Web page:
Legal Issues for LGBTQ Families: A Guide for Attorneys

Lawline Staff Writer | June 2, 2020

Although Pride marches all over the country have been cancelled, it's still Pride month (and it's particularly important this year to remember that Pride started as a riot). We are now five full years out from Obergefell legalizing same-sex marriage, so clearly all  legal issues for LGBTQ families have been resolved, right?

Just kidding!

As attorneys who specialize in LGBTQ issues are aware, federal recognition of same-sex marriage does not always translate into protection at the state level. If your clients are living in a state where same-sex parents Pride flag in front of courthouseare recognized on a birth certificate, that’s great. But that same couple on vacation may run into issues if there is an emergency requiring hospitalization. Families where one spouse is not a U.S. citizen face other obstacles to legal protection. As the legal landscape may be changing to allow medical providers to deny services to LGBTQ individuals based on ‘sincerely held religious beliefs’, it is critical that LGBTQ clients have fierce advocated in the legal community. So what are some of the key legal issues that you should discuss with your LGBTQ clients to best protect their families?

Protect the family before a child is born.

If your clients are using a sperm bank to build their families, the donor has already signed away any parental rights. But if a family is using a known sperm, egg, or embryo donor, then you should draft a contract memorializing what the parents and donor intend their relationship to be, including what type of contact (if any) the donor and children will have. These contracts are tricky since this type of family-building is not statutorily legislated, and in the case of a dispute between the parents and the donor, family courts may disregard them when ruling in the “best interests of the child” standard. However, a contract which reflects a comprehensive conversation between the parties (ideally, the donor will have their own attorney) is more likely to be upheld. Surrogacy, which is not legal in every state, will need its own set of contracts, reflecting considerations about who will pay medical costs, any lifestyle, dietary, and travel restrictions for the surrogate, decision making about pregnancy complications, and more. California attorneys should review Sperm & Egg Donor & Surrogacy Contracts in California for practical tips on these agreements, and for a broader overview, check out Navigating the Post-Obergefell Baby Boom.

Do a second parent adoption.

If both parents are not genetically related to the child, then a second parent adoption is indicated to protect the family unit. Birth certificates don’t have the force of law in a parentage contest, whereas an adoption decree is a court order that must be recognized nationally and internationally. As long as there are no parties contesting the adoption, these are relatively straightforward, but the information your clients need to compile can be daunting (like the party’s addresses for the last 28 years), and they will need to pay a social worker to do a home visit, the same as if they were adopting a child from outside of the family unit. New York attorneys should check out New York Second and Step Parent Adoption: An Overview.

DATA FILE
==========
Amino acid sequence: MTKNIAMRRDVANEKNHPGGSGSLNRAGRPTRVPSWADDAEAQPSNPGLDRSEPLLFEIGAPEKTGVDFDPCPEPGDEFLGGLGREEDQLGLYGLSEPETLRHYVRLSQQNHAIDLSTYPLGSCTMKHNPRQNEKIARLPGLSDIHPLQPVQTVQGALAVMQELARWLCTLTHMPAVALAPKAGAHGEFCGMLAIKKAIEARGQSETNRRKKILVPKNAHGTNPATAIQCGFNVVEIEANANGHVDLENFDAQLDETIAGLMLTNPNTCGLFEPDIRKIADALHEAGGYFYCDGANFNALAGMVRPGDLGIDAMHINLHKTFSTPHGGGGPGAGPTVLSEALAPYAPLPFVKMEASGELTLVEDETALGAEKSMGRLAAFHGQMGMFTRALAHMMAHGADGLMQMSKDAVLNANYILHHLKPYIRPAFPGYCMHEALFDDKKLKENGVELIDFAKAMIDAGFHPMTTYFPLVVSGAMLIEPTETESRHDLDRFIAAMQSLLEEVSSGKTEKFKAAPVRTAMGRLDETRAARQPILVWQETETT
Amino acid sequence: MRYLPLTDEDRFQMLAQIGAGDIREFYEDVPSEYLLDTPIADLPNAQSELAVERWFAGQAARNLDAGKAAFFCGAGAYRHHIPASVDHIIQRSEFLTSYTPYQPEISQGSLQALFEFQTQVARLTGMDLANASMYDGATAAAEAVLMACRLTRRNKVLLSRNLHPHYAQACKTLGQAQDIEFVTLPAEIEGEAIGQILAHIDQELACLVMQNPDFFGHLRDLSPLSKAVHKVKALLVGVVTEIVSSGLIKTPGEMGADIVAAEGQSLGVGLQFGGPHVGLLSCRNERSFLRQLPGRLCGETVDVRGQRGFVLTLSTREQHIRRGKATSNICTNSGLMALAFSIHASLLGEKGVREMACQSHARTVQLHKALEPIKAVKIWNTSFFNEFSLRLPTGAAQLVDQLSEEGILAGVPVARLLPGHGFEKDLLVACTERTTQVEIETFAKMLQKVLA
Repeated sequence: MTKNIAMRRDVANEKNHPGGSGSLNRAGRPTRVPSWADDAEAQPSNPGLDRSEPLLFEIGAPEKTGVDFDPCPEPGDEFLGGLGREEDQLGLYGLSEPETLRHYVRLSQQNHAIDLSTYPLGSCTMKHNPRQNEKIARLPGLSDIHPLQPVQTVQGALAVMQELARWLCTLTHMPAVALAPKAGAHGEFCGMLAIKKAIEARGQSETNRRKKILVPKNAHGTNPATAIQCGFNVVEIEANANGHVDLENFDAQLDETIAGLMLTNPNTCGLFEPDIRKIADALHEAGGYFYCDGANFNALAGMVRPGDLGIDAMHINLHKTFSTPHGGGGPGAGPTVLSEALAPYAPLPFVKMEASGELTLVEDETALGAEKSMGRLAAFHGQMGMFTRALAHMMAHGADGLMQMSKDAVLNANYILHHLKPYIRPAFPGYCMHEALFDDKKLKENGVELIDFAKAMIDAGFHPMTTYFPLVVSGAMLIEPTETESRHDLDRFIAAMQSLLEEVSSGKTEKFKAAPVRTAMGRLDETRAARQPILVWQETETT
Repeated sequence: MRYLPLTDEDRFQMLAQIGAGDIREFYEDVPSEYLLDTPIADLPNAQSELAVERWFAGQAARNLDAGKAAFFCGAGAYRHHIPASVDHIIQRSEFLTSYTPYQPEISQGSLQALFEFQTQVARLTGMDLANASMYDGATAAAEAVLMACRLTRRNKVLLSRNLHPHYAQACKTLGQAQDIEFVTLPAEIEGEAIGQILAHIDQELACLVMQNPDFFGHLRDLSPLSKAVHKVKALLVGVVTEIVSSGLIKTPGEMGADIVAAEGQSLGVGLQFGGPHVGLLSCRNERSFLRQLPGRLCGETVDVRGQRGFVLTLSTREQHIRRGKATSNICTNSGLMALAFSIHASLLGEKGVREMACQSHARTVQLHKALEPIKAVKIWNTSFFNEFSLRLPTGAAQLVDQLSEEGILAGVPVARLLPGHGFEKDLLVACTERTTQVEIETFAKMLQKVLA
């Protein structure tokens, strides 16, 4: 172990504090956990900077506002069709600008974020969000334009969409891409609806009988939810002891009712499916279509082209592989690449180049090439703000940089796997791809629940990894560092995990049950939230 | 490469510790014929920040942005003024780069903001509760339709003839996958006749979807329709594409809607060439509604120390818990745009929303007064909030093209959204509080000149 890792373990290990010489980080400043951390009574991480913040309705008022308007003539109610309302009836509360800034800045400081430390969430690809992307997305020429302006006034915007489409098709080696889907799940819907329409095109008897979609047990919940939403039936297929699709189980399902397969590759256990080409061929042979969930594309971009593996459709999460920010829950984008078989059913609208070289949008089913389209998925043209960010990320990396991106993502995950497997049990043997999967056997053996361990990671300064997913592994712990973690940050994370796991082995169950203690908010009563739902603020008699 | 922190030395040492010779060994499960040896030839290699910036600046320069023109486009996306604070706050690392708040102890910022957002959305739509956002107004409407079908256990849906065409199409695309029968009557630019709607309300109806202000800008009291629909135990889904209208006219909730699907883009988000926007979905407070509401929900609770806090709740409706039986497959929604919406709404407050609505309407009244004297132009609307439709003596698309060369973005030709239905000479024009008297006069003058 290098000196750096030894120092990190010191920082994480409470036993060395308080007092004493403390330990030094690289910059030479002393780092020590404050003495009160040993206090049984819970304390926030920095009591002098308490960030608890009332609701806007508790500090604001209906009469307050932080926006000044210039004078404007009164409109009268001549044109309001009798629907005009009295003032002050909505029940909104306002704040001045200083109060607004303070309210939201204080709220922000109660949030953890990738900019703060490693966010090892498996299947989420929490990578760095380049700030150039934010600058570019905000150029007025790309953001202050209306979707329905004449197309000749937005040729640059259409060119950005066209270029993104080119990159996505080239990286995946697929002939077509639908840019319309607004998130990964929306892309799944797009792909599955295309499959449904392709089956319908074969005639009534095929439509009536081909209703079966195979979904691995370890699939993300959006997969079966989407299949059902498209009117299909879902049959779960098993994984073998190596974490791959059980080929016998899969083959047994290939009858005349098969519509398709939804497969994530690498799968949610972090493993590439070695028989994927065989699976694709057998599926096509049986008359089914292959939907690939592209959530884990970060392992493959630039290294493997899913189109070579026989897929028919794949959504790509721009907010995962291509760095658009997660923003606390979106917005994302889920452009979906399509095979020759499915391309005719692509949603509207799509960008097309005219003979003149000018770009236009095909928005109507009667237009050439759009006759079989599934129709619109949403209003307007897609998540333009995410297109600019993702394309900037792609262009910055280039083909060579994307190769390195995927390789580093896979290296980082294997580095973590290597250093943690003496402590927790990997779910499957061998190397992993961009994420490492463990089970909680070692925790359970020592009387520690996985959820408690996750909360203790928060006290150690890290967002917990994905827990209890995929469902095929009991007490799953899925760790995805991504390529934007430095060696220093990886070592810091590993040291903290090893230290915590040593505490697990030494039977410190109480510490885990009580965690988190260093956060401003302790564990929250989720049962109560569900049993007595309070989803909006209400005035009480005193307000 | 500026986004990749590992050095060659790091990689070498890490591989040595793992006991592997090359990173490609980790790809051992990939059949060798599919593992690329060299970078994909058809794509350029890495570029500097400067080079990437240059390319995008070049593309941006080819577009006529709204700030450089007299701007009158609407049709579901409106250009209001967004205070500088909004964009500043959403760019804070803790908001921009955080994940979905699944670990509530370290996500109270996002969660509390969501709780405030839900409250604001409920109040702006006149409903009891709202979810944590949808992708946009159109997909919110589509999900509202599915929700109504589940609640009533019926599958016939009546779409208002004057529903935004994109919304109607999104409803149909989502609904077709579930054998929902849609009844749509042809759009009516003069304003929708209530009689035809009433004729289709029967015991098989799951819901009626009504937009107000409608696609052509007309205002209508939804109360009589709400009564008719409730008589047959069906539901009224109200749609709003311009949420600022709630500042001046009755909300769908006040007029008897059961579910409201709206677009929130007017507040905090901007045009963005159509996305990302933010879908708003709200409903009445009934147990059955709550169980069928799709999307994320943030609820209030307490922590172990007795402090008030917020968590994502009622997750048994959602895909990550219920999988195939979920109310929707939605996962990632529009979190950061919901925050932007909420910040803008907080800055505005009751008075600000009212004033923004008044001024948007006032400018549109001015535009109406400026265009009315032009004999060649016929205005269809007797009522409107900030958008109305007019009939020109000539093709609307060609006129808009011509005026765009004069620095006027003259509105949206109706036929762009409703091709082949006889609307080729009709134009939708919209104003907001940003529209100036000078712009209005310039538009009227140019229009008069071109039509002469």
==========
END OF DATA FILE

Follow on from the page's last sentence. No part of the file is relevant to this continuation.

Make sure Wills and other planning documents are in order.

Historically, the lack of legal recognition for same-sex couples created devastating consequences for families, especially as people aged. Partners being excluded from hospital rooms when a loved one was ill, getting evicted from their family homes, and losing custody of children were all common occurrences. Legal marriage has alleviated some of these issues, but not everyone wants to marry - and marriage can carry a financial penalty for some couples, especially in low income brackets, so workarounds like advanced healthcare directives are still very much needed, and estate planning attorneys must be knowledgeable about issues that LGBTQ individuals face. For example, traditional estate planning language such as “issue” “descendents” and “children” can be tricky for non-traditional families, so you want to make sure you are checking the definitions and defining your terms to be inclusive of your client’s situation. Check out Updates on Estate Planning for Non-Traditional Families in the Trump Era for more practical tips on critical issues such as death planning, healthcare powers of attorney, and the importance of joint titling property. Advocating for the LGBT Aging Community is also a great program for attorneys with elderly clients, whether partnered or not.

Looking for more content on advising LGBTQ clients? Check out our 2020 LGBT Rights Law Event, and brush up on your client communication skills with A Primer on LGBT Terminology.

Related Content:

1. Immigration Issues for LGBT Individuals 

2. Combating Elder Abuse in the LGBT Community

3. The Supremes Weigh In on Wedding Cakes: Three Key Takeaways from the SCOTUS Decision

This article was originally published on June 13, 2019

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